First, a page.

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How did Britain become such an anti-car and anti-motorist society? watch

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    Its rather strange that Britain is still a major car producer but some some reason or another it's now one of the most anti-car and anti-motorist societies in all of Europe. I can understand a country like Switzerland being anti-car, many of their cities are in valleys and the rail network is one of the best in the world, even if you live in a remote alpine village chances are you could do without a car, they also don't have any car industries to speak off nor do they aspire to have one, the same can't be said about Britain.

    I remember being in Britain in the 1980s and early 90s, it never had any type of anti-motorist attitudes we see as common today.

    Wonder where it all went wrong?
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    disagreed here- most people drive cars, the roads still dont accomodate cyclists at all, and outside of london, public transport is lousy. I find europe is more anti-motorist by your definition than the UK.
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    I don't think Britain is anti-car. Take the viewing figures for Top Gear, and the number of car owners.

    Where we are worse than many parts of Europe is on our rail network.

    Where it all went wrong- Dr Beeching's plan.
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    Since the government started telling us how 'bad' it is. Causing us - who believe most things the government says to believe it :/

    Mainly because the government likes to get taxes, and what a perfect way to get it - on petrol and diesel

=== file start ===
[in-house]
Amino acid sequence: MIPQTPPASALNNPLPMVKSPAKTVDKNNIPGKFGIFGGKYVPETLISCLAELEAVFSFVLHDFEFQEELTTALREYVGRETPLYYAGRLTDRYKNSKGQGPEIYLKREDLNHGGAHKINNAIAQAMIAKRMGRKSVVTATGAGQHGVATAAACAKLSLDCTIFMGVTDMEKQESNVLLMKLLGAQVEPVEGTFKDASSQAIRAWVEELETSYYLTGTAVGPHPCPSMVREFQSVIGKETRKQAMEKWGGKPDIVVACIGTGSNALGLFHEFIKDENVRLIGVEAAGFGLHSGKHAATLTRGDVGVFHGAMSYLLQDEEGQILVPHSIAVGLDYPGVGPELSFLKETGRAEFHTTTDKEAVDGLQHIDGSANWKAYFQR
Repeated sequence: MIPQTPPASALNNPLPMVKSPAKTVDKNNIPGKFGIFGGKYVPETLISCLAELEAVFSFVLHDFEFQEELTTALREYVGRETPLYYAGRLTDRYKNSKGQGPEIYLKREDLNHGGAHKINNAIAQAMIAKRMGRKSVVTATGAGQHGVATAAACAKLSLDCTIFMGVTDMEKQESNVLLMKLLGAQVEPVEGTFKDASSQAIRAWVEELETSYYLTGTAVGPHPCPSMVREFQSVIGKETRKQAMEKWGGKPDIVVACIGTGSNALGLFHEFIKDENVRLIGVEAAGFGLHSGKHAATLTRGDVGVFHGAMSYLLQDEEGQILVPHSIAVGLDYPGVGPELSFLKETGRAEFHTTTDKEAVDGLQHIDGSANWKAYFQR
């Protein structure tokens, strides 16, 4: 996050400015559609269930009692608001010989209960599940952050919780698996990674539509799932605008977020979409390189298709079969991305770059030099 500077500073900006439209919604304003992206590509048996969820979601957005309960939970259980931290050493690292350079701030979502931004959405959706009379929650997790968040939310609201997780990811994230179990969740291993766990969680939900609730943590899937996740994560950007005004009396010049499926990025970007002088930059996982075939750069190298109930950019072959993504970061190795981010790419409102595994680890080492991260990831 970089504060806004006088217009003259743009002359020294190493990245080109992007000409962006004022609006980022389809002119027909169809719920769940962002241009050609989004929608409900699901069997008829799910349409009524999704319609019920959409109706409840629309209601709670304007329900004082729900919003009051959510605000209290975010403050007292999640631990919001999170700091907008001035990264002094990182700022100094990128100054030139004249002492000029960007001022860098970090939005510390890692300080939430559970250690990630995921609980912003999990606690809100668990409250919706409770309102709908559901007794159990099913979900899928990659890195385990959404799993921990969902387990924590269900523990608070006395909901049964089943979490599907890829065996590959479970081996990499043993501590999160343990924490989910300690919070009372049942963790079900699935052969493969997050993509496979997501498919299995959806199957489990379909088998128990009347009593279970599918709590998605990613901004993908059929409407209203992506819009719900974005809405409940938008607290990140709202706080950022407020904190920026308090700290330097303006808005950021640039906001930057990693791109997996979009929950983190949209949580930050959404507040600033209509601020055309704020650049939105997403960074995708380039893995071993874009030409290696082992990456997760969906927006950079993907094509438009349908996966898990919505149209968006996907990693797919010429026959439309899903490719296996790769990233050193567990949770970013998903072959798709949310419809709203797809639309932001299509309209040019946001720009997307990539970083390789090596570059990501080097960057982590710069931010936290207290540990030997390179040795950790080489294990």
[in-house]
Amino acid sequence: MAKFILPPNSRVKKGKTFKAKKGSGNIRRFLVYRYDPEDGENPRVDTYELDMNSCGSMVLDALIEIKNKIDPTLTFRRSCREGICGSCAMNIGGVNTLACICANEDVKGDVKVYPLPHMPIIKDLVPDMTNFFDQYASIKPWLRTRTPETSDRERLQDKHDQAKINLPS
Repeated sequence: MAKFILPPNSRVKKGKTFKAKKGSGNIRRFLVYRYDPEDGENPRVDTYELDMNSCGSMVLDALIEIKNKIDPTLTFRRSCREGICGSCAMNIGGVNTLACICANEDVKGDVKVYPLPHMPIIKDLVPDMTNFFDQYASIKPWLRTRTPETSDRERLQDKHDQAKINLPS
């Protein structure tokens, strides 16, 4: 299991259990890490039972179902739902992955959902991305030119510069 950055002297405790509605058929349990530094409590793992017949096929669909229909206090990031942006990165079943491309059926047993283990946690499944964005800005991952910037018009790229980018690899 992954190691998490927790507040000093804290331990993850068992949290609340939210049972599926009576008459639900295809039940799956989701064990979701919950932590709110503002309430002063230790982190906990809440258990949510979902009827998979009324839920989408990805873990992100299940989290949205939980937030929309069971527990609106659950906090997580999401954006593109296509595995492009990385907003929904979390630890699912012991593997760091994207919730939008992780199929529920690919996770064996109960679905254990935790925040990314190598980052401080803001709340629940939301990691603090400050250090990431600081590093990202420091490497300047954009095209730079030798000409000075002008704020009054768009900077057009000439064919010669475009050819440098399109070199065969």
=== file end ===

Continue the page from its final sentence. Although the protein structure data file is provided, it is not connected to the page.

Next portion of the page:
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    (Original post by Phantom_X)
    disagreed here- most people drive cars, the roads still dont accomodate cyclists at all, and outside of london, public transport is lousy. I find europe is more anti-motorist by your definition than the UK.
    I don't see why the roads should accomodate cyclists more than they already do. Do cyclists pay road tax? No, and until they do I can't agree that they should get any more benefits on the road.
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    Please give us some sources for your claims.
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    (Original post by theclash...)
    I don't see why the roads should accomodate cyclists more than they already do. Do cyclists pay road tax? No, and until they do I can't agree that they should get any more benefits on the road.
    Cyclists dont pollute the environment either (in b4 the clarksonites come at me) - and considering how we are trying to promote healthy living, with cycling being a key activity, how can it be encouraged when there is little space for cyclists to use the road and many chances of being tailgated by a ****ing idiot in a car because hes late for work (this has happened to me many times, and in the rain its much much worse)